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  1. #1
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    ASF female stealing pups from other females

    Hi to all here in the forum! I got into breeding my own feeders (mice and asf) and both had the first litters already. While the mice femals are all taking care of all pups I am running into a problem with my female ASFs. I have 1 male with 3 females in a 30g tank, they have a wheel, water bottles, get a good variety of foods and are doing really well so far. The first ASF gave birth about 2 weeks ago and ALL femals took care of the litter of 13. Now my second ASF just had a litter and the female of the first litter is always stealing the newborns and drags them into her nest with the 13 bigger pups and there they end up on the bottom of the tank, under the other 13 bigger pups. The second ASF and mom of the second litter seems in distress as she hears her pups "whine", but does not try to get her pups back. I moved the new borns out of the nest once back to the second hide where they were born, but the first ASF right away ran again and pulled them out.

    Will I lose the second litter as they most likely won't get fed? Should I separate the females? (I hoped I did not need to do that). Any ideas and suggestions are more than welcome!

  2. #2
    Registered User Erie_herps's Avatar
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    What I often see ASF breeders recommend is to cull the rats that show unwanted behavior. If this is something that you don't want then the female is best removed from the colony.

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  4. #3
    Bogertophis's Avatar
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    I have no experience with ASFs, but plenty of other rodents, & every now & then one female gets "possessive" & tries to steal babies but isn't nursing them. You need to remove the offending female if you want to save the litter. Not all females co-hab peacefully & help each other- many do, but there's always some exceptions. But again, I'm mostly talking about rats & mice, & you mentioned mice- I know ASFs are quite different so please go by those posting answers who raise them specifically.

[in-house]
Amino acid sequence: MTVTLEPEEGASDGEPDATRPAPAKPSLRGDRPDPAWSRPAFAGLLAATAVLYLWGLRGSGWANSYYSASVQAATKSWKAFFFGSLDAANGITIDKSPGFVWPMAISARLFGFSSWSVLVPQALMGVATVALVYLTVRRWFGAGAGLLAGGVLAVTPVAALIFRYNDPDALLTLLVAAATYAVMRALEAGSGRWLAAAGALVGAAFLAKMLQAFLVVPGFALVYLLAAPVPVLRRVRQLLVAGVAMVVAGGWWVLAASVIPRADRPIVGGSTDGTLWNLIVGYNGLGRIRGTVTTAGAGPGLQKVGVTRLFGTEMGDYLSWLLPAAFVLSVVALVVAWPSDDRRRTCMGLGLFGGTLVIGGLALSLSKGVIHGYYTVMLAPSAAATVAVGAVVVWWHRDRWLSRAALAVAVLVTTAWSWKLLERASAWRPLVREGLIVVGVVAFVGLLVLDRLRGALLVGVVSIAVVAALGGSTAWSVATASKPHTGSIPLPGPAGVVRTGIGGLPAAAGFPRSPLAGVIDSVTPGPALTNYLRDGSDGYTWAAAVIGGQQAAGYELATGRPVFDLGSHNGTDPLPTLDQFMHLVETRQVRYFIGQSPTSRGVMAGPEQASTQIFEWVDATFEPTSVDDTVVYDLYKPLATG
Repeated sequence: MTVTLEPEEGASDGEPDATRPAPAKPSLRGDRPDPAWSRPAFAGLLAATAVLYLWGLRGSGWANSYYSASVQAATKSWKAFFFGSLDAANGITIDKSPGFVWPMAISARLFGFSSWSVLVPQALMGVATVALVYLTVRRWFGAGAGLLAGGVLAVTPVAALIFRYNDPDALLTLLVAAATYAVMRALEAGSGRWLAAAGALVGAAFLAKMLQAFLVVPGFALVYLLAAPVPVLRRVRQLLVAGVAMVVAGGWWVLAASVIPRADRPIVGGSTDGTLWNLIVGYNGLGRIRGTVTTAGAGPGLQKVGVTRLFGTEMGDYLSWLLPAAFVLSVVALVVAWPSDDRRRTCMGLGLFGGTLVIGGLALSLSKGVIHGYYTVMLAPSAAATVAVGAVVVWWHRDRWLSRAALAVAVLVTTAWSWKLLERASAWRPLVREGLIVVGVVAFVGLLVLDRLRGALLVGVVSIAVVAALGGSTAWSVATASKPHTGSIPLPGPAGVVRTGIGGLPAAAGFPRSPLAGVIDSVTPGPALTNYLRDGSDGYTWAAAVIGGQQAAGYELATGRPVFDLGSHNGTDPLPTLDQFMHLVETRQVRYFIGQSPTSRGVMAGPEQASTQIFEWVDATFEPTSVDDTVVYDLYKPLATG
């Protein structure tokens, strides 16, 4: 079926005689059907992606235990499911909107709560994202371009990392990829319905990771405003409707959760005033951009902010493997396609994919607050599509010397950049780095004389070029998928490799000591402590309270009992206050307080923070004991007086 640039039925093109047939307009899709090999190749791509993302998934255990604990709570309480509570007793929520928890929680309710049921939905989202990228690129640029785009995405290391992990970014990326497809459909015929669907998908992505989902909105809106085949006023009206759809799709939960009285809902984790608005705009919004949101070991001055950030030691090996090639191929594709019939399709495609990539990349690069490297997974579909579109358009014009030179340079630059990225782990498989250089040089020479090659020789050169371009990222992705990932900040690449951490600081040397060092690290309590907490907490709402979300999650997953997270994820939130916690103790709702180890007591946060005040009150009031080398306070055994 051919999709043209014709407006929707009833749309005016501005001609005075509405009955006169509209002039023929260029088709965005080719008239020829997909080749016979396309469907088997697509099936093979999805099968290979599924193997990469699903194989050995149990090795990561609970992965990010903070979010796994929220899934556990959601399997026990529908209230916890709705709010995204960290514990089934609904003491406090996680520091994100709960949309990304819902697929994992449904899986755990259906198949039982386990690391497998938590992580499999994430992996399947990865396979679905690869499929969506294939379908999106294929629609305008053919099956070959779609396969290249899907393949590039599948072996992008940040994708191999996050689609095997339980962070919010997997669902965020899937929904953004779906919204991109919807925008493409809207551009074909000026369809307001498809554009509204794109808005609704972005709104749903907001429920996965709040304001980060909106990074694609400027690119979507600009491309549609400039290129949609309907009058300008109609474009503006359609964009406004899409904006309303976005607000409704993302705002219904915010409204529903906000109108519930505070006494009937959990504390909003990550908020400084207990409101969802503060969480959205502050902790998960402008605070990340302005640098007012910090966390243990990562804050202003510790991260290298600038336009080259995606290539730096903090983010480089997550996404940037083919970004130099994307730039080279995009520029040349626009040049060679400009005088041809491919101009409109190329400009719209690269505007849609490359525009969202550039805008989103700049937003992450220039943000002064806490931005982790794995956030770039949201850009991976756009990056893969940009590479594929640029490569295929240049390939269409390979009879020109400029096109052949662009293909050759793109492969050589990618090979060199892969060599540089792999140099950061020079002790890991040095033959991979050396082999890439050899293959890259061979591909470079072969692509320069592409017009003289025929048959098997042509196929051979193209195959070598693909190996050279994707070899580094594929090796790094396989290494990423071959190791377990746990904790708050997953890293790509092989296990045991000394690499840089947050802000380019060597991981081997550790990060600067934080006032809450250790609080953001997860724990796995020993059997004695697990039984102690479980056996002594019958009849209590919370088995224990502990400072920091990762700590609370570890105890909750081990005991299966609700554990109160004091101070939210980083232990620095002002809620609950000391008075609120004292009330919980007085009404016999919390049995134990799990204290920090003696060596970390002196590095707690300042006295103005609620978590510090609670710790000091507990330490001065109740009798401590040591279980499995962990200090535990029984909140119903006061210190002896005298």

FYI, I don't give wheels to breeding rodents either. They appear to get addicted to running, at the peril of offspring still trying to nurse. Just saying. And for productivity, mice do best as 1:2 (one male, 2 compatible females). More females (3+) = less reproduction, usually, or more chaos over the pinks.
    Last edited by Bogertophis; 11-16-2021 at 07:35 PM.
    Rudeness is the weak man's imitation of strength.
    Eric Hoffer (1902 - 1983)

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  6. #4
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    Re: ASF female stealing pups from other females

    Yes, I read about that as well, but was unsure at this point if it is only a one-time behaviour as being the first litter or if I should get rid of her after she weaned her pups.

    The first female that had the first litter is a very dominant female, whereas the other two are fairly "shy".

    Do you think it would be possible that this is only a one-time thing? Or is it a permanent thing to you knowledge?

  7. #5
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    Re: ASF female stealing pups from other females

    Thank you for your reply. So far, the 3 female mice are getting along very well with all three litters and everything is going well. The wheel is no problem, neither for the mice nor the ASF, as the pups are taken well care of (except the fact that one rat tries to steal the pups of the other rat).

    Would you recommend that I separate the first female rat with her 13 older pups into another setup until the pups are fully weaned and then feed off the female rat (the "mom")?

    As the other two female rats get well along and even nurse the first litter I do not think it would be a good idea to take out the second female rat with her newborn babies as it might not be able to introduce her back to the colonie afterwards?

  8. #6
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    Normal behavior for ASF. DONíT CULL ANYONE!

    The first one will raise pups till the day she dies. The pups should be fine.

    Now, you might want to keep one of your new males. Why you ask, because if you lose your male itís three months for one to grow up.

    I raise rats an ASF. Youíll see some in my pics.